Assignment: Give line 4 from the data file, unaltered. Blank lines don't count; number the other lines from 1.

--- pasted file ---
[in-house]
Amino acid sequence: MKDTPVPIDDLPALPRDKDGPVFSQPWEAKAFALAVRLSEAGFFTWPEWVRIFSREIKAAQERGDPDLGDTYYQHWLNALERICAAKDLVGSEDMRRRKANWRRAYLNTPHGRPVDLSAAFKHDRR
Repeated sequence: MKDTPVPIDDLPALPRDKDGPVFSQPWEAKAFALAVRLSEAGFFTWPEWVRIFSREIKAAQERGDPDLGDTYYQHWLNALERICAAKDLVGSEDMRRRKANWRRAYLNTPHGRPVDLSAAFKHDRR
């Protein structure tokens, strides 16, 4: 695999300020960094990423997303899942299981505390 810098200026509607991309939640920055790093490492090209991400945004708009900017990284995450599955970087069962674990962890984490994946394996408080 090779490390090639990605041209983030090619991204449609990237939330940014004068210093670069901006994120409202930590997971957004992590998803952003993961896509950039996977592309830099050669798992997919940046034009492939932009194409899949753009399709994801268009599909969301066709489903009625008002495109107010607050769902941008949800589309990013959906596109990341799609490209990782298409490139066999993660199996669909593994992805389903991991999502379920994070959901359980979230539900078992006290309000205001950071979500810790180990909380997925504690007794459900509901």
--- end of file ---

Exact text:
């Protein structure tokens, strides 16, 4: 695999300020960094990423997303899942299981505390 810098200026509607991309939640920055790093490492090209991400945004708009900017990284995450599955970087069962674990962890984490994946394996408080 090779490390090639990605041209983030090619991204449609990237939330940014004068210093670069901006994120409202930590997971957004992590998803952003993961896509950039996977592309830099050669798992997919940046034009492939932009194409899949753009399709994801268009599909969301066709489903009625008002495109107010607050769902941008949800589309990013959906596109990341799609490209990782298409490139066999993660199996669909593994992805389903991991999502379920994070959901359980979230539900078992006290309000205001950071979500810790180990909380997925504690007794459900509901």